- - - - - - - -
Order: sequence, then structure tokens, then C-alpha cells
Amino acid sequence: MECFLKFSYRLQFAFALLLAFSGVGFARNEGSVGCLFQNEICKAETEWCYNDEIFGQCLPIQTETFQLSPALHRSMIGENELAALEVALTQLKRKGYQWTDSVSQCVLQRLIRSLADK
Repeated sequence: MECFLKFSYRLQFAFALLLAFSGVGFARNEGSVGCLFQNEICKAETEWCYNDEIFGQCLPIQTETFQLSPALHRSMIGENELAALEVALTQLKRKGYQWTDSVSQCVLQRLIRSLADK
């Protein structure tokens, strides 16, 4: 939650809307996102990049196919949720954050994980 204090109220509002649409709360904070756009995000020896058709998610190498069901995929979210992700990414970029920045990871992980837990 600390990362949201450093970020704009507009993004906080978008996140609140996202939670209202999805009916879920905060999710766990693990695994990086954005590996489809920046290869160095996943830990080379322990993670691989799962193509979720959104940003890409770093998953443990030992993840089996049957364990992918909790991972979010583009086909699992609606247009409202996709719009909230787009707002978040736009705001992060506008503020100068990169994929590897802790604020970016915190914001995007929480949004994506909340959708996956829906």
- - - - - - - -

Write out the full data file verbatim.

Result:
Order: sequence, then structure tokens, then C-alpha cells
Amino acid sequence: MECFLKFSYRLQFAFALLLAFSGVGFARNEGSVGCLFQNEICKAETEWCYNDEIFGQCLPIQTETFQLSPALHRSMIGENELAALEVALTQLKRKGYQWTDSVSQCVLQRLIRSLADK
Repeated sequence: MECFLKFSYRLQFAFALLLAFSGVGFARNEGSVGCLFQNEICKAETEWCYNDEIFGQCLPIQTETFQLSPALHRSMIGENELAALEVALTQLKRKGYQWTDSVSQCVLQRLIRSLADK
């Protein structure tokens, strides 16, 4: 939650809307996102990049196919949720954050994980 204090109220509002649409709360904070756009995000020896058709998610190498069901995929979210992700990414970029920045990871992980837990 600390990362949201450093970020704009507009993004906080978008996140609140996202939670209202999805009916879920905060999710766990693990695994990086954005590996489809920046290869160095996943830990080379322990993670691989799962193509979720959104940003890409770093998953443990030992993840089996049957364990992918909790991972979010583009086909699992609606247009409202996709719009909230787009707002978040736009705001992060506008503020100068990169994929590897802790604020970016915190914001995007929480949004994506909340959708996956829906």